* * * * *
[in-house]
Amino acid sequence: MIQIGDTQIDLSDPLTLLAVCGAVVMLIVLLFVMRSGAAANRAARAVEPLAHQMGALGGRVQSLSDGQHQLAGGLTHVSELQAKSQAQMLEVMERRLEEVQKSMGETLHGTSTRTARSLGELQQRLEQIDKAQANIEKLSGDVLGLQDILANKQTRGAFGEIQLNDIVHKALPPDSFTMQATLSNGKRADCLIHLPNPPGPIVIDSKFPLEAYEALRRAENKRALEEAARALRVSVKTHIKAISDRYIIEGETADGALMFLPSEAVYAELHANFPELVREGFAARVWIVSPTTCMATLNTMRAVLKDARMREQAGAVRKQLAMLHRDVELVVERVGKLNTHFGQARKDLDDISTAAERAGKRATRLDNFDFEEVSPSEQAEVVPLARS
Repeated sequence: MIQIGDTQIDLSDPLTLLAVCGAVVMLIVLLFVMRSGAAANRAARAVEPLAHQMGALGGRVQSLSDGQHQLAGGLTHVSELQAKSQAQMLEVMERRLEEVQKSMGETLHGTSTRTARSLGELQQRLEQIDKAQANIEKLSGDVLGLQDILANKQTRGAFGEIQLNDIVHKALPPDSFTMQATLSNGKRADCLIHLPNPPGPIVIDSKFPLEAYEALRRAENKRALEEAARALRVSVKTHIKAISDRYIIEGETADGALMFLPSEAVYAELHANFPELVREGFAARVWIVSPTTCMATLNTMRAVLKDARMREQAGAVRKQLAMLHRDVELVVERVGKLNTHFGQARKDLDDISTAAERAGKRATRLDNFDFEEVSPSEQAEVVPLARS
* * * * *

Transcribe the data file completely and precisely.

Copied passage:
[in-house]
Amino acid sequence: MIQIGDTQIDLSDPLTLLAVCGAVVMLIVLLFVMRSGAAANRAARAVEPLAHQMGALGGRVQSLSDGQHQLAGGLTHVSELQAKSQAQMLEVMERRLEEVQKSMGETLHGTSTRTARSLGELQQRLEQIDKAQANIEKLSGDVLGLQDILANKQTRGAFGEIQLNDIVHKALPPDSFTMQATLSNGKRADCLIHLPNPPGPIVIDSKFPLEAYEALRRAENKRALEEAARALRVSVKTHIKAISDRYIIEGETADGALMFLPSEAVYAELHANFPELVREGFAARVWIVSPTTCMATLNTMRAVLKDARMREQAGAVRKQLAMLHRDVELVVERVGKLNTHFGQARKDLDDISTAAERAGKRATRLDNFDFEEVSPSEQAEVVPLARS
Repeated sequence: MIQIGDTQIDLSDPLTLLAVCGAVVMLIVLLFVMRSGAAANRAARAVEPLAHQMGALGGRVQSLSDGQHQLAGGLTHVSELQAKSQAQMLEVMERRLEEVQKSMGETLHGTSTRTARSLGELQQRLEQIDKAQANIEKLSGDVLGLQDILANKQTRGAFGEIQLNDIVHKALPPDSFTMQATLSNGKRADCLIHLPNPPGPIVIDSKFPLEAYEALRRAENKRALEEAARALRVSVKTHIKAISDRYIIEGETADGALMFLPSEAVYAELHANFPELVREGFAARVWIVSPTTCMATLNTMRAVLKDARMREQAGAVRKQLAMLHRDVELVVERVGKLNTHFGQARKDLDDISTAAERAGKRATRLDNFDFEEVSPSEQAEVVPLARS